Facebook shuts down Free Basics in India after TRAI ruling
New Delhi : Following the TRAI ruling which barred operators from charging differential rates for use of Internet, Facebook has shut down its controversial Free Basics project in India. This move came in, after a massive campaign done by Facebook for Free Basics, failed to gather support from Indian regulatory TRAI (Telecom Regulatory Authority of India), for net neutrality. The basic design of Free Basics project, wherein — charging different rates for Internet access based on content — did not find a support hereon from the regulatory agency.
TRAI on Monday announced penalty slabs, on a daily basis of Rs. 50,000, and it saw a direct impact on RCom-Facebook duo, as Reliance Communication (RCom), which was running the Free Basics service in India in association with Facebook, decided to wind up the service. Facebook, after facing a major setback to its ambitious campaign-led Free Basics, decided to call it off, finally. A Facebook spokesperson told media — Free Basics is no longer available to people in India.
Facebook had met resistance in India from ‘net neutrality’ supporters, who argued that — because Free Basics had a limited access to selected websites — it violated the basic principle of entire Internet’s availability to everyone on equal terms. The service was available in India via RCom but had faced challenges in December after Trai ordered its closure pending its verdict on differential pricing.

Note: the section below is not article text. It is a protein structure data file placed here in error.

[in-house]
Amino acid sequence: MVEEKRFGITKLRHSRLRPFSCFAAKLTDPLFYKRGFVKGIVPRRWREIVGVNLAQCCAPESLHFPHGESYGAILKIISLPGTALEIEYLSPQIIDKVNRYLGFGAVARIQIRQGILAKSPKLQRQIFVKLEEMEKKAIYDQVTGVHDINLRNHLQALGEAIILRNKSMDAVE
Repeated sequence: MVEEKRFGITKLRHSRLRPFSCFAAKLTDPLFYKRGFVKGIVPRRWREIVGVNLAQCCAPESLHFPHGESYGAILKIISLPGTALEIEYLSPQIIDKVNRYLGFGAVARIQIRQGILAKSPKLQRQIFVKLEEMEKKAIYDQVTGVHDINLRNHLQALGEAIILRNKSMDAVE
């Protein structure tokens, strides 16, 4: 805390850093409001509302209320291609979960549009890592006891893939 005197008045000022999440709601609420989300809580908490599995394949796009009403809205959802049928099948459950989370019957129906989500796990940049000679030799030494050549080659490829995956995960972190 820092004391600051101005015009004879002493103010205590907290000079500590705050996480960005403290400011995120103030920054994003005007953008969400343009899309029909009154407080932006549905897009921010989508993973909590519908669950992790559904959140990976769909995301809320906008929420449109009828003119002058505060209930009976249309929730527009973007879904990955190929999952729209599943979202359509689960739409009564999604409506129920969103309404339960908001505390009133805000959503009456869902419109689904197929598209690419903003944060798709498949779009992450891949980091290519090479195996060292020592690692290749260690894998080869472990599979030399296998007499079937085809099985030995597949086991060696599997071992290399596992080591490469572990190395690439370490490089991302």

Monday brought about TRAI’s ruling, declaring differential pricing unacceptable. TRAI Chairman Ram Sewak Sharma had announced the verdict at a press conference on Monday, saying — Today we have come out with a regulation that essentially mandates no service provider shall charge differential pricing on basis of application, platforms, websites, or source. No ISP can enter into any arrangements based on discriminatory pricing.
Facebook CEO Mark Zuckerberg had reacted immediately to TRAI’s verdict, saying — Connecting India is an important goal we won’t give up on, because more than a billion people in India don’t have access to the Internet.
Facing a setback in India comes as a major blow to FB’s Free Basic project. However, despite its shutdown in India, Facebook’s Free Basics project will continue to operate in around 30 countries across the world.